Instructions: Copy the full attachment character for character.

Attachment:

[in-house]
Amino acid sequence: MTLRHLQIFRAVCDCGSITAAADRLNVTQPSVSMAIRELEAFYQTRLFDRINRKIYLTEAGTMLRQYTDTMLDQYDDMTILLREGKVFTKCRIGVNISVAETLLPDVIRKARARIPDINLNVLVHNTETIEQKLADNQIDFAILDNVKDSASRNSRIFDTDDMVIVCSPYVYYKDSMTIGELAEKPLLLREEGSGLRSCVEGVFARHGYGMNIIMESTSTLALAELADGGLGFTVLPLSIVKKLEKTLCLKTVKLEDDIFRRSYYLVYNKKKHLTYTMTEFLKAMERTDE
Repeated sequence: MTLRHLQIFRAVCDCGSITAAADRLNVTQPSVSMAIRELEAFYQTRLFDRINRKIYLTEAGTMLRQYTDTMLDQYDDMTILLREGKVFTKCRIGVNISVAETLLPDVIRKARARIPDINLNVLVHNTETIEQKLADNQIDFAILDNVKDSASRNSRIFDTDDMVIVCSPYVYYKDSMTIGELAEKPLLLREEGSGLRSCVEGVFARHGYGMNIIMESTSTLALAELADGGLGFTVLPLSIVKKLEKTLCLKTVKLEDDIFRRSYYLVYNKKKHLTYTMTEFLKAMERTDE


[in-house]
Amino acid sequence: MTLRHLQIFRAVCDCGSITAAADRLNVTQPSVSMAIRELEAFYQTRLFDRINRKIYLTEAGTMLRQYTDTMLDQYDDMTILLREGKVFTKCRIGVNISVAETLLPDVIRKARARIPDINLNVLVHNTETIEQKLADNQIDFAILDNVKDSASRNSRIFDTDDMVIVCSPYVYYKDSMTIGELAEKPLLLREEGSGLRSCVEGVFARHGYGMNIIMESTSTLALAELADGGLGFTVLPLSIVKKLEKTLCLKTVKLEDDIFRRSYYLVYNKKKHLTYTMTEFLKAMERTDE
Repeated sequence: MTLRHLQIFRAVCDCGSITAAADRLNVTQPSVSMAIRELEAFYQTRLFDRINRKIYLTEAGTMLRQYTDTMLDQYDDMTILLREGKVFTKCRIGVNISVAETLLPDVIRKARARIPDINLNVLVHNTETIEQKLADNQIDFAILDNVKDSASRNSRIFDTDDMVIVCSPYVYYKDSMTIGELAEKPLLLREEGSGLRSCVEGVFARHGYGMNIIMESTSTLALAELADGGLGFTVLPLSIVKKLEKTLCLKTVKLEDDIFRRSYYLVYNKKKHLTYTMTEFLKAMERTDE